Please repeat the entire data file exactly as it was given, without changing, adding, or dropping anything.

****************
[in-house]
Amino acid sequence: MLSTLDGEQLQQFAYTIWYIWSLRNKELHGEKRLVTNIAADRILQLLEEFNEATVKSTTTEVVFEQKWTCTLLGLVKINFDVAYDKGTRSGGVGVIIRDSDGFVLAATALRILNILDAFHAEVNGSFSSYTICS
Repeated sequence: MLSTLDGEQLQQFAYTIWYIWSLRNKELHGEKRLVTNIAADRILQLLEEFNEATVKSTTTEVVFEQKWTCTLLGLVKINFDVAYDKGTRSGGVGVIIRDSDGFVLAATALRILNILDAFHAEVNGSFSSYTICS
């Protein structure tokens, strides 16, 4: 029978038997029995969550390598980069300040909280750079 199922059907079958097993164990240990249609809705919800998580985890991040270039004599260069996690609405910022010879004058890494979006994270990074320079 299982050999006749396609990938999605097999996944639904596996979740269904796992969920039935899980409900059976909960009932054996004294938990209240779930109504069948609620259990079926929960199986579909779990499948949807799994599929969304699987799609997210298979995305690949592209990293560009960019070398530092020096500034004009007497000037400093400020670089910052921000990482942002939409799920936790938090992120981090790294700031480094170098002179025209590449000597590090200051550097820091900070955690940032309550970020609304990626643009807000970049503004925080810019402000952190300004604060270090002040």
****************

[in-house]
Amino acid sequence: MLSTLDGEQLQQFAYTIWYIWSLRNKELHGEKRLVTNIAADRILQLLEEFNEATVKSTTTEVVFEQKWTCTLLGLVKINFDVAYDKGTRSGGVGVIIRDSDGFVLAATALRILNILDAFHAEVNGSFSSYTICS
Repeated sequence: MLSTLDGEQLQQFAYTIWYIWSLRNKELHGEKRLVTNIAADRILQLLEEFNEATVKSTTTEVVFEQKWTCTLLGLVKINFDVAYDKGTRSGGVGVIIRDSDGFVLAATALRILNILDAFHAEVNGSFSSYTICS
């Protein structure tokens, strides 16, 4: 029978038997029995969550390598980069300040909280750079 199922059907079958097993164990240990249609809705919800998580985890991040270039004599260069996690609405910022010879004058890494979006994270990074320079 299982050999006749396609990938999605097999996944639904596996979740269904796992969920039935899980409900059976909960009932054996004294938990209240779930109504069948609620259990079926929960199986579909779990499948949807799994599929969304699987799609997210298979995305690949592209990293560009960019070398530092020096500034004009007497000037400093400020670089910052921000990482942002939409799920936790938090992120981090790294700031480094170098002179025209590449000597590090200051550097820091900070955690940032309550970020609304990626643009807000970049503004925080810019402000952190300004604060270090002040």